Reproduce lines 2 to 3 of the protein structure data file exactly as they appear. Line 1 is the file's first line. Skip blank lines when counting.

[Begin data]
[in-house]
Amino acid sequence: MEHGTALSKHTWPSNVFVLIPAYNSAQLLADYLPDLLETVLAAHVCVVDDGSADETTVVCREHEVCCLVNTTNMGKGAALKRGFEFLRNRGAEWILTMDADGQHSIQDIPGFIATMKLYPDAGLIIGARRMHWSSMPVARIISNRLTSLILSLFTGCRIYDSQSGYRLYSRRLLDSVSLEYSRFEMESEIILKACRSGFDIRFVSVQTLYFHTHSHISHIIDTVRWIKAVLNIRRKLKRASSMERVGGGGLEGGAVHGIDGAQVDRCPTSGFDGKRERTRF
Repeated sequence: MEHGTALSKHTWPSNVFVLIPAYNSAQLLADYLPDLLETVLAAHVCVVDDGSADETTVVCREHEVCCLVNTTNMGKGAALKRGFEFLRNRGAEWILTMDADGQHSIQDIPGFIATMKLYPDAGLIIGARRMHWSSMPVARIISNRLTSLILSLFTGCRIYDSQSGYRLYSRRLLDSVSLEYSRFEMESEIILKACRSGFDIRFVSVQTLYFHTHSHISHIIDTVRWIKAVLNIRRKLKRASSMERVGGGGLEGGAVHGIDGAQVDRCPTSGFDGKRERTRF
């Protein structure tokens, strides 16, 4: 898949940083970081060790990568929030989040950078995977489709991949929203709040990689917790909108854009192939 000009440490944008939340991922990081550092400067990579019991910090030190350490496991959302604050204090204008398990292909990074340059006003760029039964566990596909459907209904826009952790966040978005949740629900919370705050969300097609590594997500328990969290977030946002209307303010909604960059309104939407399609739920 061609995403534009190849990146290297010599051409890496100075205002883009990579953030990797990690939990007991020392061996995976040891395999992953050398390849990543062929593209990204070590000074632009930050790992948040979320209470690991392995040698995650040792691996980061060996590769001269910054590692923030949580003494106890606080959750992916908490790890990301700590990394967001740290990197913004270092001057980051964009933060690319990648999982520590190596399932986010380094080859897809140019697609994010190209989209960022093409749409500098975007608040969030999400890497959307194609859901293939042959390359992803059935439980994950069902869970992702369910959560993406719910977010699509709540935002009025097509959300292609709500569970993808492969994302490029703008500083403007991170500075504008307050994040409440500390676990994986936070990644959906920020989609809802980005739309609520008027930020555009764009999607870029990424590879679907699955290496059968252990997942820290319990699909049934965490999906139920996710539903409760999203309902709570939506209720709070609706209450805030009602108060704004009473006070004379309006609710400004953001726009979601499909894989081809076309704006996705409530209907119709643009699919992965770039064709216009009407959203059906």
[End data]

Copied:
Amino acid sequence: MEHGTALSKHTWPSNVFVLIPAYNSAQLLADYLPDLLETVLAAHVCVVDDGSADETTVVCREHEVCCLVNTTNMGKGAALKRGFEFLRNRGAEWILTMDADGQHSIQDIPGFIATMKLYPDAGLIIGARRMHWSSMPVARIISNRLTSLILSLFTGCRIYDSQSGYRLYSRRLLDSVSLEYSRFEMESEIILKACRSGFDIRFVSVQTLYFHTHSHISHIIDTVRWIKAVLNIRRKLKRASSMERVGGGGLEGGAVHGIDGAQVDRCPTSGFDGKRERTRF
Repeated sequence: MEHGTALSKHTWPSNVFVLIPAYNSAQLLADYLPDLLETVLAAHVCVVDDGSADETTVVCREHEVCCLVNTTNMGKGAALKRGFEFLRNRGAEWILTMDADGQHSIQDIPGFIATMKLYPDAGLIIGARRMHWSSMPVARIISNRLTSLILSLFTGCRIYDSQSGYRLYSRRLLDSVSLEYSRFEMESEIILKACRSGFDIRFVSVQTLYFHTHSHISHIIDTVRWIKAVLNIRRKLKRASSMERVGGGGLEGGAVHGIDGAQVDRCPTSGFDGKRERTRF